.
So, why have I been so averse to short term trades, cyclicals etc. and so glued to simple names…probably because quite early on, in the first year of my investment journey, I experienced loss of total capital in one of my holdings. Although it was just 2% of my portfolio then, but it gave me a long lasting lesson. The stock was of Koutons retail, a company which myself I had used to a great extent for purchasing and liked its quality and can still remember the flock of people inside the stores with no place to stand inside the stores! A week before the “final crash” happened, Koutons featured in one of the leading broker’s research report as a great buy!
.
Lessons learnt -

  1. Things you see, feel, use and admire can still go bust.
  2. Leverage/Debt is one of the worst enemy of self as well as any business.
  3. Protection of capital is paramount in journey of investing.
  4. Research reports and analysts are as clueless as any novice in the world of investing.
    .
    With all above backdrop, I began getting interested in most ethical firms, with top class management, doing simple businesses, growing decently with all check boxes ticked except the one box which stands tall in most investors list - Valuations!

Regards
Sujay

8 Likes

During my early years of investing, I was very value conscious and seem to look for undervalued plays, turnarounds, dark horses but with a decent, ethical, well known promoter/management. Debacle of Koutons and Bajaj Corp share pledging had made it clear to me the importance of a strong, ethical management. Finance was also a field where India was supposed to grow at least twice the GDP as a developing underbanked economy with many sub-segments where not even banks wish to enter. Bajaj Finance at sky high valuations and doing everything right, I thought that I had found my such Dark hourse in the most ethical and well managed promoter family of L&T.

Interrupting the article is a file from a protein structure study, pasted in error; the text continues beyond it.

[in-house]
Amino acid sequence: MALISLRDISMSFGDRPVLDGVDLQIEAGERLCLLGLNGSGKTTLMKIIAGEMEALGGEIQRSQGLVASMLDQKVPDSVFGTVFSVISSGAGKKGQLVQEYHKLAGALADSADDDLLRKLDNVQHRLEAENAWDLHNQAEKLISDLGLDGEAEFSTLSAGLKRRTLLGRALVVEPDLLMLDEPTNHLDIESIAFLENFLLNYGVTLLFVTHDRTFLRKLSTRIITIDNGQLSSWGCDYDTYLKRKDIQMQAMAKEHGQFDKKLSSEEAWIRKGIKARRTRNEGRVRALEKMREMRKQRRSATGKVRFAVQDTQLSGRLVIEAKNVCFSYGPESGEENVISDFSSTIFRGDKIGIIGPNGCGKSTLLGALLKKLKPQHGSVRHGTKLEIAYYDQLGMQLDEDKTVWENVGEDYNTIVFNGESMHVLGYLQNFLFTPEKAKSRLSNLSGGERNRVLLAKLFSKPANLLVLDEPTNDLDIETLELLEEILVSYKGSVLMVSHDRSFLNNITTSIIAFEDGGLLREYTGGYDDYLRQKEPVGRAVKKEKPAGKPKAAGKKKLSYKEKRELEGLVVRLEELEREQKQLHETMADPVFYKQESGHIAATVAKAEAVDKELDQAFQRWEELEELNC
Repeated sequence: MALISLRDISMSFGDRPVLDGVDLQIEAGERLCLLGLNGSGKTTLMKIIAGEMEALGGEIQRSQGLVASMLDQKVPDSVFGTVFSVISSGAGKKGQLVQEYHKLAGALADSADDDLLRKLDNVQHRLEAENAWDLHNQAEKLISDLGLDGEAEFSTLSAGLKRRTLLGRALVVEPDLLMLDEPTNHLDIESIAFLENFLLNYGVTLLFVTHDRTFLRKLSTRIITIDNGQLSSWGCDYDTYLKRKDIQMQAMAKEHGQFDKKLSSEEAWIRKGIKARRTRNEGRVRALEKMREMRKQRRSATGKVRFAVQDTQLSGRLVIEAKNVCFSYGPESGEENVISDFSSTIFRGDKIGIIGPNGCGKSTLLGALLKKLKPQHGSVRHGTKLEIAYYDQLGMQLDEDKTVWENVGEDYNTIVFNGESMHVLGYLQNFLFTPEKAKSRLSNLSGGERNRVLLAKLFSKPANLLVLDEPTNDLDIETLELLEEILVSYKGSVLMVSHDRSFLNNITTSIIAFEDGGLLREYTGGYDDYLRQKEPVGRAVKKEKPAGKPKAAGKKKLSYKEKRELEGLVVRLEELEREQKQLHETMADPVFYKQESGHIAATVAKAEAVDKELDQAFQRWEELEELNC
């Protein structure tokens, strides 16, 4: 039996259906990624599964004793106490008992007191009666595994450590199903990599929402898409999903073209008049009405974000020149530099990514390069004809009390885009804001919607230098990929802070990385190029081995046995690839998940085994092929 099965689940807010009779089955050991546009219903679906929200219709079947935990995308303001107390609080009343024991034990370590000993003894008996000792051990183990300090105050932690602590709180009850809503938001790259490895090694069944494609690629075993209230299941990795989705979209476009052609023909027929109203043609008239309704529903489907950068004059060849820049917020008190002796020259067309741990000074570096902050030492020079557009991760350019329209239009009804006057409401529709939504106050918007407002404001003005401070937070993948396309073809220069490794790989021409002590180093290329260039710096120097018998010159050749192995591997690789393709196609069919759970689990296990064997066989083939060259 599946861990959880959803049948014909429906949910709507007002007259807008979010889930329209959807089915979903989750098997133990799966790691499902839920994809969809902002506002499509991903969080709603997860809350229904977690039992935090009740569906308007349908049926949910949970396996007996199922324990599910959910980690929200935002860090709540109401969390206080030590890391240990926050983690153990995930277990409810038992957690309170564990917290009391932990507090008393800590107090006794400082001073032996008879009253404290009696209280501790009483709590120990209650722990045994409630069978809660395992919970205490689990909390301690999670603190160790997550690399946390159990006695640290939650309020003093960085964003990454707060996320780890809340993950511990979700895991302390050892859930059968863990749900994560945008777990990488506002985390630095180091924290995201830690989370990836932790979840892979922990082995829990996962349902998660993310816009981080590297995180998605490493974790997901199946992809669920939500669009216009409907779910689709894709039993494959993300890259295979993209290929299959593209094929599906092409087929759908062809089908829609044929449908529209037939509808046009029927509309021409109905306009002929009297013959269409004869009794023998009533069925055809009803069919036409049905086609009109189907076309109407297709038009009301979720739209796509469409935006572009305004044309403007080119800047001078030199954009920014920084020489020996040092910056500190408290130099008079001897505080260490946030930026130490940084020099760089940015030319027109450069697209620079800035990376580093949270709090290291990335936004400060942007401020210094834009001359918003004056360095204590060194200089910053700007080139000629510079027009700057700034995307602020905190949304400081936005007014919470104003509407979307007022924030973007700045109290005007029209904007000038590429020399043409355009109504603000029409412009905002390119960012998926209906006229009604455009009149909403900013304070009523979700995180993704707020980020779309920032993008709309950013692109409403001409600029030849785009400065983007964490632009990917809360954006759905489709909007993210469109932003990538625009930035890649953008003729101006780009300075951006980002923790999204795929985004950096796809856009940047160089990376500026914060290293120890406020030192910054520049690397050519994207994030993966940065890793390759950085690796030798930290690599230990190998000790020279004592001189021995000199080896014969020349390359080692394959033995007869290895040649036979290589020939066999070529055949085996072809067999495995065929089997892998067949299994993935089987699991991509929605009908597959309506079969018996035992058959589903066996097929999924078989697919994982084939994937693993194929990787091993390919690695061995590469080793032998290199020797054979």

L&T finance - Strong parentage, Strong Management, no scarcity of funds, very aggressive vision for growth, aspiration to become a bank, undervalued compared to many, Legacy book issues - Not debilitating but rather an opportunity to improve and hence rerate under right vision…this is where I started with my dark horse around 2012. Just like Bajaj Corp, I started accumulating month on month, Q on Q & Y on Y.

New leadership brought in new vision. They gave up idea to become a bank, sold insurance arm to become leaner, tried to sell AMC but at right cost, developed clear focus on rural & housing and strongly & surely reduced their corporate book size. The management did walk the talk very aggressively and market rewarded with a quick quadruple from 2016 to 2017. Unlike other NBFCs, they managed NPAs very well during this swift upmove and restructuring their loan book.

It was the early times of the NBFC crisis & L&T infused further funds at this juncture at almost the top of the stock till date. Had I sold it at this stage, as I had got strong hints of a top along with a big systemic issue, I would have made solid 32% CAGR on my initial buy price over a 5 year period, with L&T finance making up almost 25% of my portfolio then. But, I held on and next two years were one of the most painful in my investing career so far, as I saw the price falling by 60%. I got numerous occasions to exit but I held on. Finally realizing that the NBFC mess was much deeper than I had anticipated, I sold in one of the major upmove just before the March crash.

The two year wait and the almost 35% drop in sell price resulted in final CAGR of 14% over a 7 year period. A staggering 32% CAGR in my largest holding making 25% of my portfolio dropped to a normal 14% CAGR over 7 years!

Key learnings for me going ahead -

  1. This was a clear case of Right Management, Right valuation, Right time, Right Company BUT Wrong Business!
  2. In Finance, always chose the leader. There is a reason why it is highly valued and trust that reason.
  3. In Finance, always chose a conservative Management over an aggressive one.
  4. In Finance - never venture out of a leading bank and Insurance (I would write about my thoughts on Insurance later). NBFC is not the business I would want to own.
  5. Top investors, promoters doing QIP etc. at any price would never indicate a base. It only indicates that in a business like NBFC, these stalwarts, including the promoters, do not know the worth of the business. Promoters may have other reasons as well - to save their business.